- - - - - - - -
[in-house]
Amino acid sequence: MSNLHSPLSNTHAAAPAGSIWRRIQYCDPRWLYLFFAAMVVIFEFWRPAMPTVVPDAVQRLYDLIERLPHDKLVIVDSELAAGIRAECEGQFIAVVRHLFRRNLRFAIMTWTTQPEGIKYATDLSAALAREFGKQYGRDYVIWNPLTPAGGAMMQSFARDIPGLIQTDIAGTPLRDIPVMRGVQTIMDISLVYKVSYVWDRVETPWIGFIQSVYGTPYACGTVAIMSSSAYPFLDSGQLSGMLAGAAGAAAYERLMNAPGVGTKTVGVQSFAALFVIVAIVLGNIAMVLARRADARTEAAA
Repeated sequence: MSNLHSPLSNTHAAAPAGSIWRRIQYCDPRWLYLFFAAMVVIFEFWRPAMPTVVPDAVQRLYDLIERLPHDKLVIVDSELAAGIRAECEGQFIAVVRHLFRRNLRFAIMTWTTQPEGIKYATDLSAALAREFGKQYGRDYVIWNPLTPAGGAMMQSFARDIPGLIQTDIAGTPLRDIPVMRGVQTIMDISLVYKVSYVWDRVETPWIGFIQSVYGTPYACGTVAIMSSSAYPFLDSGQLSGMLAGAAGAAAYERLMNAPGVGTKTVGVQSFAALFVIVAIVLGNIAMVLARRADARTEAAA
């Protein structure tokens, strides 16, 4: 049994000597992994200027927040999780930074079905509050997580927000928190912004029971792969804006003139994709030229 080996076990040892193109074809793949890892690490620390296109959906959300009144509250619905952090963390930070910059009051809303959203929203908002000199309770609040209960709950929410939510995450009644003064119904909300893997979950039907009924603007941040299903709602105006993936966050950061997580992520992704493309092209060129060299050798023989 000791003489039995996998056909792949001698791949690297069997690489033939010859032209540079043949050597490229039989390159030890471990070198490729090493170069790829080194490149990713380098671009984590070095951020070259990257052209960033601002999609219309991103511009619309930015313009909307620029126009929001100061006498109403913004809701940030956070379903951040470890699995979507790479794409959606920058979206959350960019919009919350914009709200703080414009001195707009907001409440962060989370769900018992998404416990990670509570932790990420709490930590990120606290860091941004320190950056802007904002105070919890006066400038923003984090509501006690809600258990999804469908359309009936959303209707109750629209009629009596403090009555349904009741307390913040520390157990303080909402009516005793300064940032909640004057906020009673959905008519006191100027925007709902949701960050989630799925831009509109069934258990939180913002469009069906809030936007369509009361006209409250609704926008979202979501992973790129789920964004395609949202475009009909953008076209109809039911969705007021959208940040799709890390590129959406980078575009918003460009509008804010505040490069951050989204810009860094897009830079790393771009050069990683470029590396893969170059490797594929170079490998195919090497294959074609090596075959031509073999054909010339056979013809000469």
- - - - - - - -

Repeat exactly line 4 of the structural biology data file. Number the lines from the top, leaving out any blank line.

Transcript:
């Protein structure tokens, strides 16, 4: 049994000597992994200027927040999780930074079905509050997580927000928190912004029971792969804006003139994709030229 080996076990040892193109074809793949890892690490620390296109959906959300009144509250619905952090963390930070910059009051809303959203929203908002000199309770609040209960709950929410939510995450009644003064119904909300893997979950039907009924603007941040299903709602105006993936966050950061997580992520992704493309092209060129060299050798023989 000791003489039995996998056909792949001698791949690297069997690489033939010859032209540079043949050597490229039989390159030890471990070198490729090493170069790829080194490149990713380098671009984590070095951020070259990257052209960033601002999609219309991103511009619309930015313009909307620029126009929001100061006498109403913004809701940030956070379903951040470890699995979507790479794409959606920058979206959350960019919009919350914009709200703080414009001195707009907001409440962060989370769900018992998404416990990670509570932790990420709490930590990120606290860091941004320190950056802007904002105070919890006066400038923003984090509501006690809600258990999804469908359309009936959303209707109750629209009629009596403090009555349904009741307390913040520390157990303080909402009516005793300064940032909640004057906020009673959905008519006191100027925007709902949701960050989630799925831009509109069934258990939180913002469009069906809030936007369509009361006209409250609704926008979202979501992973790129789920964004395609949202475009009909953008076209109809039911969705007021959208940040799709890390590129959406980078575009918003460009509008804010505040490069951050989204810009860094897009830079790393771009050069990683470029590396893969170059490797594929170079490998195919090497294959074609090596075959031509073999054909010339056979013809000469």